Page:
Even with government Meaningful Use (MU) payments, small practices are finding it hard to get any return on their investment from their EHR systems. However, with the right steps, it’s possible for practices to achieve a return on investment (ROI).

The traditional sources of ROI are increased efficiency and higher charges based on better documentation. Using an EHR to increase efficiency can require major changes in office processes, and the government has recently increased its inquiry into documentation techniques that help practices justify charging more. As a result, not many small practices can achieve ROI on their EHRs through fee-for-service based reimbursement.

These models include: ACOs that participate in shared savings programs, Patient-centered Medical Homes that many insurers incentivize, and pay-for-performance programs that pay quality bonuses. To varying extents, all of these models require the use of EHRs. Therefore, the lack of an EHR represents an “opportunity cost” that can be weighed against the cost of installing a system. Most practices are still receiving very little income from value-based reimbursement, but ACOs and medical homes are increasing. Some physicians are beginning to see the possibility of achieving ROI.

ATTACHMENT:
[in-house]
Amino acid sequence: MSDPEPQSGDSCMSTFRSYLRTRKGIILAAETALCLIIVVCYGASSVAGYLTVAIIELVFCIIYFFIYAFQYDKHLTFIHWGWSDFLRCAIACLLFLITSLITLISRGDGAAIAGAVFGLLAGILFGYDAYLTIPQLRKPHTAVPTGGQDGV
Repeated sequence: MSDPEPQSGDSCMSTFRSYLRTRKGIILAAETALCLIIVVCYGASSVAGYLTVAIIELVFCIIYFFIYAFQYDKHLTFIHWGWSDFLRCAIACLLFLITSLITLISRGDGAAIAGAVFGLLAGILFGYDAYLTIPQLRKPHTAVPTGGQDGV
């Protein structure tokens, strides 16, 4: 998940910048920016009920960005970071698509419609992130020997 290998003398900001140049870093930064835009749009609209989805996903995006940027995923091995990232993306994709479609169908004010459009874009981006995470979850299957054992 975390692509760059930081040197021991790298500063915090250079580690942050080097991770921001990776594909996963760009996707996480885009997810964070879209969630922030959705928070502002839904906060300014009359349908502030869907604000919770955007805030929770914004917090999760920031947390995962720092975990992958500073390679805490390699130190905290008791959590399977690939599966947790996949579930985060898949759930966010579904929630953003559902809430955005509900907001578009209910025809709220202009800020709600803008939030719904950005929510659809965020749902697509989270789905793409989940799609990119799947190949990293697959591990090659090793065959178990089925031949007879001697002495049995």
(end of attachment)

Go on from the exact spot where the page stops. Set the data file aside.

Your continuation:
While it’s still possible to get ROI from a combination of MU incentives, efficiency, and higher charges, it’s becoming more difficult. Process redesign is crucial if practices want to increase efficiency, but because of the MU deadlines, enough time isn’t being taken to implement these systems effectively.

The amount of additional revenue practices can receive by improved coding depends on whether they were under-coding before EHRs. However, even if they could raise their charges by improving documentation, CMS is paying close attention to physicians who copy past notes into current notes or who document by exception. As a result, many physicians are coding more cautiously.

Even without an initial ROI, by participating in the programs and alternative care delivery systems available, EHRs can still be used to generate future revenue.

Author: Lauren Daniels

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